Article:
Director: Boaz Yakin
Cast: Jason Statham, Catherine Chan, Robert John Burke, James Hong, Reggie Lee, Anson Mount
Plot: A young girl (Chan) with a remarkable memory becomes a key tool for the Chinese triads, making her a target for the Russian mafia and corrupt cops, putting her life in constant danger. Enter Statham…
Jason Statham has a tough life. As Luke Wright, he plays an ex-cop turned cage-fighter, who refuses to throw a fight for the Russian mafia. They retaliate by murdering his wife and throwing him out of town. Not content with that, they occasionally spy on him and murder anyone who he gets too close to. Wright adapts into a loner, homeless figure who avoids human contact and turns into a kind of madman. Meanwhile, the Chinese triad kidnap a young girl, Mai, with a remarkable memory when it comes to numbers and make her memorise their accounts, to avoid leaving incriminating evidence around. However, the Russians want her on their side, or at least dead, so they pay off the corrupt police to take her out. Attacked from all sides, Mai runs, crossing paths with Luke Wright, who sees her as the one reason to not commit suicide.
The good thing about Jason Statham is that his movies are usually in the ‘generic action movie’ tier, yet they have enough money put into them to actually look smooth enough to watch, without risk of a terrible Van Damme or Steven Seagal lack of plot. However, with flops like ‘Killer Elite’ and ‘Blitz’ floating around, there is still a bit of a gamble investing in a Statham DVD. Thankfully, ‘Safe’ falls the right side of good and is a pretty enjoyable action flick. The thing with Jason Statham is that he has the desire to push himself as an actor. With Van Damme, he cannot act at all, yet is content to make a worthwhile film in other areas. Statham, however, gives 100% and we usually get unique anti-heroes. Sometimes this goes a little pear-shaped, especially when the director doesn’t seem capable of encouraging a performance out of him. Statham does everything right here and the early scenes where he contemplates suicide should be touching. However, director Yakin makes the drama feel routine and Statham’s would-be career-making turn as a depressed ex-marine seems strained. One day, Statham will get the role he deserves, but it isn’t ‘Safe’.
Thankfully, ‘Safe’ delivers on the action side of things, which is the reason you are here. When we get to the shooting, there is no limit to the stuff. The film is successful, because of the way there are so many enemies. One moment, the Stath is battling off the Triads, then the police catch with him. And the Russians are usually just around the corner. On top of that, the Triads are fighting the Russians and the police are trying to work out, who will pay more. As well as seeing Jason Statham fight foes, they are just as likely to turn on each other too. The cops are especially back-stabbing, especially chief of police, Wolf, who conducts the alliances with both the crime bosses and Luke Wright himself. There appears to be endless waves of action. Even if the final confrontation is a little lacking in fighting, it finds its own satisfying conclusion, which you can find a way to appreciate.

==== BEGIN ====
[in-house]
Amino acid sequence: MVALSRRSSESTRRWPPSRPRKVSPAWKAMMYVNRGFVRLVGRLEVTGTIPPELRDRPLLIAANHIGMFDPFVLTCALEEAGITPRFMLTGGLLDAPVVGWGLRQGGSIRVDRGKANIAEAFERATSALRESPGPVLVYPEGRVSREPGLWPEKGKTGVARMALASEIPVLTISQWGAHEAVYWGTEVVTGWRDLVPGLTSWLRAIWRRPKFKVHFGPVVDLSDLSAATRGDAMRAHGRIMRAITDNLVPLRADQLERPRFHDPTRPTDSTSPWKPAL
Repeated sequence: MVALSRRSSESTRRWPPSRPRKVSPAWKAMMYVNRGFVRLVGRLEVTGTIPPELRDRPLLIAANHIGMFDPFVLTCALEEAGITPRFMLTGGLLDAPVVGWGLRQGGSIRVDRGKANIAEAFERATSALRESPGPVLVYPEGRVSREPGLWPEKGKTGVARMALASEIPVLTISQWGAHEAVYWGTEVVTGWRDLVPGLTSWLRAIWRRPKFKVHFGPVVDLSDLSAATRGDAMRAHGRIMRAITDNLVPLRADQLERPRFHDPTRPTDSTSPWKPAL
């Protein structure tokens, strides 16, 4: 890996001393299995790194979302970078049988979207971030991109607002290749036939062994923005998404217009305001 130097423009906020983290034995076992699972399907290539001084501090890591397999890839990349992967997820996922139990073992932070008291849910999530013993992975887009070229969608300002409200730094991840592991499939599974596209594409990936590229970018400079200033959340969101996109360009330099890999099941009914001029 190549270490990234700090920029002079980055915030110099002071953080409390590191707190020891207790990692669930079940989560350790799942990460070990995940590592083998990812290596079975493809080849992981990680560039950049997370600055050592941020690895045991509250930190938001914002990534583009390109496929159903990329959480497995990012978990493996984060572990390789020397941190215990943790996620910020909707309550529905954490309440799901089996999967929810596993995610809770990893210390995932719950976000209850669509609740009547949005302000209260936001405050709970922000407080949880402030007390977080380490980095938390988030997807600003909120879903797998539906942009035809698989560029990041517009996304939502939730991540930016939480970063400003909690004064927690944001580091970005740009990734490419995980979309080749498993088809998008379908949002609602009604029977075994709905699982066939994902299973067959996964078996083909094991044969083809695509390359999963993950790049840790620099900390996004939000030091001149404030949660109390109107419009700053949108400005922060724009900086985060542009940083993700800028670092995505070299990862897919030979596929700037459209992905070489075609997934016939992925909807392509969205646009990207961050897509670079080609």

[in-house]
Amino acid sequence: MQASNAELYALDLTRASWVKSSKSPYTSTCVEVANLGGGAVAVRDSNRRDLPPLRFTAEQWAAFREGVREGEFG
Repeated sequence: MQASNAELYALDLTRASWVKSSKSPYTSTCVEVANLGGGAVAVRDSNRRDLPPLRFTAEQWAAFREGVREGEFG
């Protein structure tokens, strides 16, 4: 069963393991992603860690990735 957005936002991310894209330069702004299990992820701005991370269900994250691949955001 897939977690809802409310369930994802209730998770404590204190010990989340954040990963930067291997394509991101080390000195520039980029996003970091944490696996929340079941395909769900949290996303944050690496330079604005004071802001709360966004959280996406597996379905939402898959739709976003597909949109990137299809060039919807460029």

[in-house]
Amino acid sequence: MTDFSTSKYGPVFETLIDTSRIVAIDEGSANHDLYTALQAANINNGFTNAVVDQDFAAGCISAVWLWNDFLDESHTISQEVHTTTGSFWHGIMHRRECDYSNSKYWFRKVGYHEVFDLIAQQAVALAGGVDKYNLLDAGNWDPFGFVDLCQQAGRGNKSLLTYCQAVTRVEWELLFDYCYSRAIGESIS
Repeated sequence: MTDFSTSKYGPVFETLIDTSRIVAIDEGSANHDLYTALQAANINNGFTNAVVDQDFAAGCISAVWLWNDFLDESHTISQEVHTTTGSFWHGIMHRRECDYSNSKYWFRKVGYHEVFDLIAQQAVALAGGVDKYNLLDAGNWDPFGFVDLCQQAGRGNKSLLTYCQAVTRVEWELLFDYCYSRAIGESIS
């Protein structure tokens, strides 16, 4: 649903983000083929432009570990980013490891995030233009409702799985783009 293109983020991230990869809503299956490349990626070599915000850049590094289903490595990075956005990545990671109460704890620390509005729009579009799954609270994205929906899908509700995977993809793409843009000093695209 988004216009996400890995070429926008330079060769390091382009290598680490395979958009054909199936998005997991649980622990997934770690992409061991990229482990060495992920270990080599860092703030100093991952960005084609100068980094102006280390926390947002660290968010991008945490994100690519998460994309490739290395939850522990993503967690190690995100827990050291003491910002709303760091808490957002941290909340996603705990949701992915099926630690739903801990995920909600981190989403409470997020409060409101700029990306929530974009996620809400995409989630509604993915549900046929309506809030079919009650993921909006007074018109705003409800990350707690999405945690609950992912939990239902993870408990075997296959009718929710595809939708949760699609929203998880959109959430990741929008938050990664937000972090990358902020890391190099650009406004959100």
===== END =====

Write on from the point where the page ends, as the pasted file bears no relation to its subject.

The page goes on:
I am not usually against new actors coming into a film, but the only name you are likely to recognise here is Jason Statham. Seeing as the other characters are given little else to do besides look evil, it would have been nice to get a few famous faces into the movie. As it stands, there is never really a fixed nemesis for Statham to play off against and the movie kind of ends up feeling a little lost. There isn’t a build-up as of such, more like endless action until it’s over. Although the plot lifts it a little higher than your standard action, the lack of focus doesn’t take it any further.
Final Verdict: Not the best Statham, but definitely not the worst. A solid action thriller with a good plot to boot.